A group of American anti-war demonstrators who came to Iraq with Japanese human shield volunteers made it across the border today with 14 hours of uncensored video, all shot without Iraqi government minders present. Kenneth Joseph, a young American pastor with the Assyrian Church of the East, told UPI the trip "had shocked me back to reality." Some of the Iraqis he interviewed on camera "told me they would commit suicide if American bombing didn't start. They were willing to see their homes demolished to gain their freedom from Saddam's bloody tyranny. They convinced me that Saddam was a monster the likes of which the world had not seen since Stalin and Hitler. He and his sons are sick sadists. Their tales of slow torture and killing made me ill, such as people put in a huge shredder for plastic products, feet first so they could hear their screams as bodies got chewed up from foot to head."

          I guess some people have to travel half way across the planet just to open their eyes.

          Click here for the LINK


            mkowalski, there is so much that we don't know about the Turkey-U.S. negotiations for access to their bases and overflight rights that I think that we should not be using it as an example of what future democracies will do in the Middle East.

            Despite heavy incentives, i.e. $26 billion and opportunity to work with U.S. troops in Northern Iraq, the Turkey parliament could not approve the request by its leaders to allow U.S. troops to use its bases and even postponed overflight rights until the last moment. Turkey is in deep economic trouble right now and depends on U.S. support for international monetary funds.

            So, the real question is why Turkey is so reluctant to cooperate with the United States. One possibility is that the U.S. may have refused to provide guarantees that there will not be an independent Kurdistan nation carved out of Northern Iraq after the war. The 96% opposition to the U.S. attack on Iraq is probably a mixture of anger at the U.S. attack, mistrust of the U.S., and fear that the outcome will be the establishment of an independent Kurdish nation that would threaten Turkey's eastern borders.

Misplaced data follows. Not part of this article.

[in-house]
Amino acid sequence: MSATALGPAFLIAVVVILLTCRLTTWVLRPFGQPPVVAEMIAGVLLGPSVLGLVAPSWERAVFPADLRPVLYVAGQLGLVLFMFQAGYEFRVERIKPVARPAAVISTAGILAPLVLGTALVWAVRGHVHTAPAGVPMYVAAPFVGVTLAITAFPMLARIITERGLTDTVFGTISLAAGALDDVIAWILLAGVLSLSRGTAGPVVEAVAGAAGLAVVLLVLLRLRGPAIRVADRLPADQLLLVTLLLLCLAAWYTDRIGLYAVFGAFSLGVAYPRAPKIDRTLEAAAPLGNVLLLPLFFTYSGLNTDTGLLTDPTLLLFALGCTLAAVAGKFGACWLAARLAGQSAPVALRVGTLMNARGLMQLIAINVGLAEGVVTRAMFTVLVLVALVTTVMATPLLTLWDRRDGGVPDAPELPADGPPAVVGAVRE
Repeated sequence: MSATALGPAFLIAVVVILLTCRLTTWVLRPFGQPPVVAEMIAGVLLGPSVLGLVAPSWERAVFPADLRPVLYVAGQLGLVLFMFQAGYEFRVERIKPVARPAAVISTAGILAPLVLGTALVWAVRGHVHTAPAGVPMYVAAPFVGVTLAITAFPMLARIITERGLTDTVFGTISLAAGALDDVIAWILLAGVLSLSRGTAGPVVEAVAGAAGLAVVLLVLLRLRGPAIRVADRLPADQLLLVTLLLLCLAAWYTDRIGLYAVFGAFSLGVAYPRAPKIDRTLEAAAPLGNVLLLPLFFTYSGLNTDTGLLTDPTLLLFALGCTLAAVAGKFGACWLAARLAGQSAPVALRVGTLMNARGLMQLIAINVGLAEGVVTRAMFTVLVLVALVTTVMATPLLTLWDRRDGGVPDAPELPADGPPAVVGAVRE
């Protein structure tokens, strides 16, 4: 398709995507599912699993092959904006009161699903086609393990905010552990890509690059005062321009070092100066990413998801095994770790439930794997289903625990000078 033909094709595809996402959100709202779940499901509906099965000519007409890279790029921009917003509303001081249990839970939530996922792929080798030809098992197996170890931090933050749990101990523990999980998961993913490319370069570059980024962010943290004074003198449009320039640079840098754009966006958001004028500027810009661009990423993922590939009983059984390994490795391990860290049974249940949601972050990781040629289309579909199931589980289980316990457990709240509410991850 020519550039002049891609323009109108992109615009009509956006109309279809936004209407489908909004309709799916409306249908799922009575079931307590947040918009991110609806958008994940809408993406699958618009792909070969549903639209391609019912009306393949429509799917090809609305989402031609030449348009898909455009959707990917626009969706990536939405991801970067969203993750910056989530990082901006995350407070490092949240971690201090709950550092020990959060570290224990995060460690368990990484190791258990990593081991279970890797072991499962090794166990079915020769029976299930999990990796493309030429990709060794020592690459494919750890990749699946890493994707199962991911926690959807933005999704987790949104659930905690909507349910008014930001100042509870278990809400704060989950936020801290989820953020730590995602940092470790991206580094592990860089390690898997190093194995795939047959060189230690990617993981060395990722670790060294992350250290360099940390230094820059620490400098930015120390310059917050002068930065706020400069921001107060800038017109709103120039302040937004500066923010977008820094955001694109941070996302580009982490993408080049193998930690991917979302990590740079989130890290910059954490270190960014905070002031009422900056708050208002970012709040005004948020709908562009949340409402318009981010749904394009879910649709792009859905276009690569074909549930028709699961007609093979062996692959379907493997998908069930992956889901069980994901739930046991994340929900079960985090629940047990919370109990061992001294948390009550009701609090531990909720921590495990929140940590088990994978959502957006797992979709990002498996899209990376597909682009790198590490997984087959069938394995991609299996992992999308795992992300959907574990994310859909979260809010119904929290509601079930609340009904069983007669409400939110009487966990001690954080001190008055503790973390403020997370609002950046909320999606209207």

The recent reports that Turkish troops have crossed the border into Northern Iraq may be an attempt to test the resolve of the United States on this issue. There appears to be efforts on the part of the United States to minimize this issue but I suspect that the guarantees that Turkey is seeking are not being voiced. The United States military has been able to organize nearly 50,000 Kurdish fighters to help them stabilize Northern Iraq against a retreat of the Iraqi forces northward. They don't want Turkish troops in the region to jeopardize this bulwark in the endgame.

            In my opinion, the policy makers in the Bush administration are practical people. While they may like a "puppet" regime that they control without seeming to do so, I think that they think that almost any regime would be better than Saddam Hussein. As you point out, they probably cannot imagine anything that is worse. Therefore, any new regime would be a "substantial improvement over Saddam".



              The thing is that knowledge, scientific knowledge like how to make nuclear weapons and biological weapons and chemical weapons--knowledge can't be bombed out of existence.

              ok kate, tell us a better way?
              then tell us how to apply your solution to a crazy dictator.


                The Iraqis could choose an Islamic Republic, a ala Iran. What do we do then?

                Proofread carefully to see if you any words out.